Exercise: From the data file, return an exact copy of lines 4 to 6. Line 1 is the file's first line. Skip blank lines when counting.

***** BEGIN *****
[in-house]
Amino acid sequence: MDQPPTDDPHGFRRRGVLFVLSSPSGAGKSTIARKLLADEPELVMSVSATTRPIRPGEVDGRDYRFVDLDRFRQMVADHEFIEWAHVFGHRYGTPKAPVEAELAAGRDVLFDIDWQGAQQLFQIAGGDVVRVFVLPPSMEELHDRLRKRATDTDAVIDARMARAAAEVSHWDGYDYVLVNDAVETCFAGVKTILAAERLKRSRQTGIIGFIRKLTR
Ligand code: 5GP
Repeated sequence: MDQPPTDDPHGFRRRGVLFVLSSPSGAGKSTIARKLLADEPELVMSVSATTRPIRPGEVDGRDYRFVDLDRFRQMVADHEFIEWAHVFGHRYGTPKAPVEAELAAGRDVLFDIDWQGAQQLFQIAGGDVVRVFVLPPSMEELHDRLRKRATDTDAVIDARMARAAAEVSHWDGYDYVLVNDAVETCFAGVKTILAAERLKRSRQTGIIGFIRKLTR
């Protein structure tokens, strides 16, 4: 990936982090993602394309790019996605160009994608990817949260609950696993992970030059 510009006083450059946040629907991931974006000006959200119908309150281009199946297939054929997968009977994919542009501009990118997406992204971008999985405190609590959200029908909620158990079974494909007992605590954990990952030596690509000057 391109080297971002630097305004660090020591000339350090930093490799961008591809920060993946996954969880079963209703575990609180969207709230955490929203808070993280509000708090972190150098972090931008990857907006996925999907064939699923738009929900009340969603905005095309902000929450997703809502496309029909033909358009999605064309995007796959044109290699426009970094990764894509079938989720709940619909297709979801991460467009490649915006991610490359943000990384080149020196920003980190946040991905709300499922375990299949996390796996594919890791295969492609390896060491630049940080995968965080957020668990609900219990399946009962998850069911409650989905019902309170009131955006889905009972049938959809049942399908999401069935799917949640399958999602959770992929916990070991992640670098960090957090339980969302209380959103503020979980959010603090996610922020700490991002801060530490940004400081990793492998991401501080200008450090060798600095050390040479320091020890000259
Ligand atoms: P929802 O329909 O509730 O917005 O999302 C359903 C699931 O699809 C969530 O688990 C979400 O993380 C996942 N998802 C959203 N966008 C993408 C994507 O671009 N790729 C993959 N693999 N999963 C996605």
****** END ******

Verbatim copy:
Repeated sequence: MDQPPTDDPHGFRRRGVLFVLSSPSGAGKSTIARKLLADEPELVMSVSATTRPIRPGEVDGRDYRFVDLDRFRQMVADHEFIEWAHVFGHRYGTPKAPVEAELAAGRDVLFDIDWQGAQQLFQIAGGDVVRVFVLPPSMEELHDRLRKRATDTDAVIDARMARAAAEVSHWDGYDYVLVNDAVETCFAGVKTILAAERLKRSRQTGIIGFIRKLTR
């Protein structure tokens, strides 16, 4: 990936982090993602394309790019996605160009994608990817949260609950696993992970030059 510009006083450059946040629907991931974006000006959200119908309150281009199946297939054929997968009977994919542009501009990118997406992204971008999985405190609590959200029908909620158990079974494909007992605590954990990952030596690509000057 391109080297971002630097305004660090020591000339350090930093490799961008591809920060993946996954969880079963209703575990609180969207709230955490929203808070993280509000708090972190150098972090931008990857907006996925999907064939699923738009929900009340969603905005095309902000929450997703809502496309029909033909358009999605064309995007796959044109290699426009970094990764894509079938989720709940619909297709979801991460467009490649915006991610490359943000990384080149020196920003980190946040991905709300499922375990299949996390796996594919890791295969492609390896060491630049940080995968965080957020668990609900219990399946009962998850069911409650989905019902309170009131955006889905009972049938959809049942399908999401069935799917949640399958999602959770992929916990070991992640670098960090957090339980969302209380959103503020979980959010603090996610922020700490991002801060530490940004400081990793492998991401501080200008450090060798600095050390040479320091020890000259
Ligand atoms: P929802 O329909 O509730 O917005 O999302 C359903 C699931 O699809 C969530 O688990 C979400 O993380 C996942 N998802 C959203 N966008 C993408 C994507 O671009 N790729 C993959 N693999 N999963 C996605």